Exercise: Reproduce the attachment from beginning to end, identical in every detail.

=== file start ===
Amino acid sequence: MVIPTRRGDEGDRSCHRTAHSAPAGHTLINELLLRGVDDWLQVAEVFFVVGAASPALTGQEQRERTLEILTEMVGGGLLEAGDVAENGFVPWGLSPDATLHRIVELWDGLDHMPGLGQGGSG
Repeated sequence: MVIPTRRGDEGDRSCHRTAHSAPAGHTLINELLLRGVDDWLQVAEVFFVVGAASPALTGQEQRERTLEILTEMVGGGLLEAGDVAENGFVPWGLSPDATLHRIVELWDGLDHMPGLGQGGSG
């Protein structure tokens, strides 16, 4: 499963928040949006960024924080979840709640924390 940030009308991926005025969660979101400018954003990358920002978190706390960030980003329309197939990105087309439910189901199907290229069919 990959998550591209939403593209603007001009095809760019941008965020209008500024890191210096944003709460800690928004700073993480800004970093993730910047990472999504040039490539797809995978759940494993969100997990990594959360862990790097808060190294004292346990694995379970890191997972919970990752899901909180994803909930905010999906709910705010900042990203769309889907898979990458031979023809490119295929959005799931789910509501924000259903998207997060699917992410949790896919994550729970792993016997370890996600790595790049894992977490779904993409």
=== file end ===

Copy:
Amino acid sequence: MVIPTRRGDEGDRSCHRTAHSAPAGHTLINELLLRGVDDWLQVAEVFFVVGAASPALTGQEQRERTLEILTEMVGGGLLEAGDVAENGFVPWGLSPDATLHRIVELWDGLDHMPGLGQGGSG
Repeated sequence: MVIPTRRGDEGDRSCHRTAHSAPAGHTLINELLLRGVDDWLQVAEVFFVVGAASPALTGQEQRERTLEILTEMVGGGLLEAGDVAENGFVPWGLSPDATLHRIVELWDGLDHMPGLGQGGSG
């Protein structure tokens, strides 16, 4: 499963928040949006960024924080979840709640924390 940030009308991926005025969660979101400018954003990358920002978190706390960030980003329309197939990105087309439910189901199907290229069919 990959998550591209939403593209603007001009095809760019941008965020209008500024890191210096944003709460800690928004700073993480800004970093993730910047990472999504040039490539797809995978759940494993969100997990990594959360862990790097808060190294004292346990694995379970890191997972919970990752899901909180994803909930905010999906709910705010900042990203769309889907898979990458031979023809490119295929959005799931789910509501924000259903998207997060699917992410949790896919994550729970792993016997370890996600790595790049894992977490779904993409």